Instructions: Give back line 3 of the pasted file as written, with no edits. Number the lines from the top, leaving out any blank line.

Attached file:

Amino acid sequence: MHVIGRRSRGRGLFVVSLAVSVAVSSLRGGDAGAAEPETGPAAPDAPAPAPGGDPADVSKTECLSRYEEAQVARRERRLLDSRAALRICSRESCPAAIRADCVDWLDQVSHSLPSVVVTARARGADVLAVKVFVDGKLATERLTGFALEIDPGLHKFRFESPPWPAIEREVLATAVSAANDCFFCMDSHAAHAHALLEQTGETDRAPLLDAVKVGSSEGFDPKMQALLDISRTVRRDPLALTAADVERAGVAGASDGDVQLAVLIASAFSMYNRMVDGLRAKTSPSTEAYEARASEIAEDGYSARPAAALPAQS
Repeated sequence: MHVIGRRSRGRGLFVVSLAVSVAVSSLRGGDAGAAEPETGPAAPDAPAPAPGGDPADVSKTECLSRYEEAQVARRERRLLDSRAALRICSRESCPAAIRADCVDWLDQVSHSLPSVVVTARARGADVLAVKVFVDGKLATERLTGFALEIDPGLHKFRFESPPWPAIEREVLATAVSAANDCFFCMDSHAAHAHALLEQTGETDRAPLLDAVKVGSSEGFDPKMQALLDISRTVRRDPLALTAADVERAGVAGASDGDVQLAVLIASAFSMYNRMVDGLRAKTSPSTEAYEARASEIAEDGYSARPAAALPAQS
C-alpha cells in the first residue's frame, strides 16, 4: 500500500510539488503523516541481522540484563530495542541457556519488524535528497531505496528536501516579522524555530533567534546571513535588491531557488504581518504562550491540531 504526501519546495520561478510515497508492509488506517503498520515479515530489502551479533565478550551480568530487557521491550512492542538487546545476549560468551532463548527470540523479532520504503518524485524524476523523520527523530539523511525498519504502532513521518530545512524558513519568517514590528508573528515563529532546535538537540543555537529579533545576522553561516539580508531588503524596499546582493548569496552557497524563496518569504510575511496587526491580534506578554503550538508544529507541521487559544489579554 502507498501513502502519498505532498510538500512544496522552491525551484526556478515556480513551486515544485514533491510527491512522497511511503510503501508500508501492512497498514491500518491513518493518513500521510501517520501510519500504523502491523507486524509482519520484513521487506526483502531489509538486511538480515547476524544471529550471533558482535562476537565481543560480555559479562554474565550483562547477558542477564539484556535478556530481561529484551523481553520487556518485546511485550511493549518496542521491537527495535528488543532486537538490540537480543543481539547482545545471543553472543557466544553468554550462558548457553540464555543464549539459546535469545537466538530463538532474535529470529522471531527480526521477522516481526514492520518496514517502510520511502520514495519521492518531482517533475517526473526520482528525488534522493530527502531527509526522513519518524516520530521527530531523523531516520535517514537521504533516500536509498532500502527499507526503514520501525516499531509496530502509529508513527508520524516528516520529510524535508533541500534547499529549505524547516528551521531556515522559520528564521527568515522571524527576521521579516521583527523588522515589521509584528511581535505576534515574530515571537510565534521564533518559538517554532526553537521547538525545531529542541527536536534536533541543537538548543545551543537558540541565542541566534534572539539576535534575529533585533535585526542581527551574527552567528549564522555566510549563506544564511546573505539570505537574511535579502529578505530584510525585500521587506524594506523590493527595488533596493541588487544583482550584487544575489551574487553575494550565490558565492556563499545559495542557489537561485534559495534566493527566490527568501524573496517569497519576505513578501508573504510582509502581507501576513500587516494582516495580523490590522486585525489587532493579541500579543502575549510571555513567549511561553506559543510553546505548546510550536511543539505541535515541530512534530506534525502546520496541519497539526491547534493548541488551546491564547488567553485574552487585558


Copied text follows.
C-alpha cells in the first residue's frame, strides 16, 4: 500500500510539488503523516541481522540484563530495542541457556519488524535528497531505496528536501516579522524555530533567534546571513535588491531557488504581518504562550491540531 504526501519546495520561478510515497508492509488506517503498520515479515530489502551479533565478550551480568530487557521491550512492542538487546545476549560468551532463548527470540523479532520504503518524485524524476523523520527523530539523511525498519504502532513521518530545512524558513519568517514590528508573528515563529532546535538537540543555537529579533545576522553561516539580508531588503524596499546582493548569496552557497524563496518569504510575511496587526491580534506578554503550538508544529507541521487559544489579554 502507498501513502502519498505532498510538500512544496522552491525551484526556478515556480513551486515544485514533491510527491512522497511511503510503501508500508501492512497498514491500518491513518493518513500521510501517520501510519500504523502491523507486524509482519520484513521487506526483502531489509538486511538480515547476524544471529550471533558482535562476537565481543560480555559479562554474565550483562547477558542477564539484556535478556530481561529484551523481553520487556518485546511485550511493549518496542521491537527495535528488543532486537538490540537480543543481539547482545545471543553472543557466544553468554550462558548457553540464555543464549539459546535469545537466538530463538532474535529470529522471531527480526521477522516481526514492520518496514517502510520511502520514495519521492518531482517533475517526473526520482528525488534522493530527502531527509526522513519518524516520530521527530531523523531516520535517514537521504533516500536509498532500502527499507526503514520501525516499531509496530502509529508513527508520524516528516520529510524535508533541500534547499529549505524547516528551521531556515522559520528564521527568515522571524527576521521579516521583527523588522515589521509584528511581535505576534515574530515571537510565534521564533518559538517554532526553537521547538525545531529542541527536536534536533541543537538548543545551543537558540541565542541566534534572539539576535534575529533585533535585526542581527551574527552567528549564522555566510549563506544564511546573505539570505537574511535579502529578505530584510525585500521587506524594506523590493527595488533596493541588487544583482550584487544575489551574487553575494550565490558565492556563499545559495542557489537561485534559495534566493527566490527568501524573496517569497519576505513578501508573504510582509502581507501576513500587516494582516495580523490590522486585525489587532493579541500579543502575549510571555513567549511561553506559543510553546505548546510550536511543539505541535515541530512534530506534525502546520496541519497539526491547534493548541488551546491564547488567553485574552487585558